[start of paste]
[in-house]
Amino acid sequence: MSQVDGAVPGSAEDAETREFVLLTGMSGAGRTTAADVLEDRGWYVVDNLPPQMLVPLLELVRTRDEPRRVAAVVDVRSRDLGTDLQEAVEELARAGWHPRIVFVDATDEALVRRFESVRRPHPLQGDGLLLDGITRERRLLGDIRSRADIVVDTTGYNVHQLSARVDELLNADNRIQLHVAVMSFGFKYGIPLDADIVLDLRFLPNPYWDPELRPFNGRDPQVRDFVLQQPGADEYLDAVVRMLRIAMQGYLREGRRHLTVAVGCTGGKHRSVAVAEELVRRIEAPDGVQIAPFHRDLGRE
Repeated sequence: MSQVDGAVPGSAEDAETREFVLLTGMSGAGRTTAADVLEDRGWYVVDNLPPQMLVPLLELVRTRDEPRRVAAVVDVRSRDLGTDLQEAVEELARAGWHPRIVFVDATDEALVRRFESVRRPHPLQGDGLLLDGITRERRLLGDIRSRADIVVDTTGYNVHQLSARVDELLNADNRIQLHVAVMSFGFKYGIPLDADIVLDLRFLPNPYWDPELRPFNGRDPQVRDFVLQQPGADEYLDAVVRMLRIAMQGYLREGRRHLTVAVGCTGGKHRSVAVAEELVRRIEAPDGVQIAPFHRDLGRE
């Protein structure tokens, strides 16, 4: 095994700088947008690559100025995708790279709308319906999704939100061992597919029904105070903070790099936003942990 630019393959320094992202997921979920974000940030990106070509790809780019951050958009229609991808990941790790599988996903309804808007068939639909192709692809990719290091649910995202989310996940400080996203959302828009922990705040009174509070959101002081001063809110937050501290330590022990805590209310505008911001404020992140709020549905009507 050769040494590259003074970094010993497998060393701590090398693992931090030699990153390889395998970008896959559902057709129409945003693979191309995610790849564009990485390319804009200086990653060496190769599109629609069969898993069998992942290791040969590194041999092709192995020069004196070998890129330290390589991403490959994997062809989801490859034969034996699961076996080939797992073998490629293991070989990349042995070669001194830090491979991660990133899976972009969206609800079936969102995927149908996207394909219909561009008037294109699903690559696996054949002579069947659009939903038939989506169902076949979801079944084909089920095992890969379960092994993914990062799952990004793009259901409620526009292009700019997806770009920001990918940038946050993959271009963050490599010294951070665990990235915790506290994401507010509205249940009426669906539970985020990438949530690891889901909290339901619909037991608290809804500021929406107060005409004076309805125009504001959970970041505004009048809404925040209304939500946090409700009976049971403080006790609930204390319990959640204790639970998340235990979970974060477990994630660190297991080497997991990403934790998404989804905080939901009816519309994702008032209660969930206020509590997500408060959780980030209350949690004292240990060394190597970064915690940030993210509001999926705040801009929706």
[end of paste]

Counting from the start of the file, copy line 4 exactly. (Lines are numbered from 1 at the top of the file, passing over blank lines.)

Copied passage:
């Protein structure tokens, strides 16, 4: 095994700088947008690559100025995708790279709308319906999704939100061992597919029904105070903070790099936003942990 630019393959320094992202997921979920974000940030990106070509790809780019951050958009229609991808990941790790599988996903309804808007068939639909192709692809990719290091649910995202989310996940400080996203959302828009922990705040009174509070959101002081001063809110937050501290330590022990805590209310505008911001404020992140709020549905009507 050769040494590259003074970094010993497998060393701590090398693992931090030699990153390889395998970008896959559902057709129409945003693979191309995610790849564009990485390319804009200086990653060496190769599109629609069969898993069998992942290791040969590194041999092709192995020069004196070998890129330290390589991403490959994997062809989801490859034969034996699961076996080939797992073998490629293991070989990349042995070669001194830090491979991660990133899976972009969206609800079936969102995927149908996207394909219909561009008037294109699903690559696996054949002579069947659009939903038939989506169902076949979801079944084909089920095992890969379960092994993914990062799952990004793009259901409620526009292009700019997806770009920001990918940038946050993959271009963050490599010294951070665990990235915790506290994401507010509205249940009426669906539970985020990438949530690891889901909290339901619909037991608290809804500021929406107060005409004076309805125009504001959970970041505004009048809404925040209304939500946090409700009976049971403080006790609930204390319990959640204790639970998340235990979970974060477990994630660190297991080497997991990403934790998404989804905080939901009816519309994702008032209660969930206020509590997500408060959780980030209350949690004292240990060394190597970064915690940030993210509001999926705040801009929706």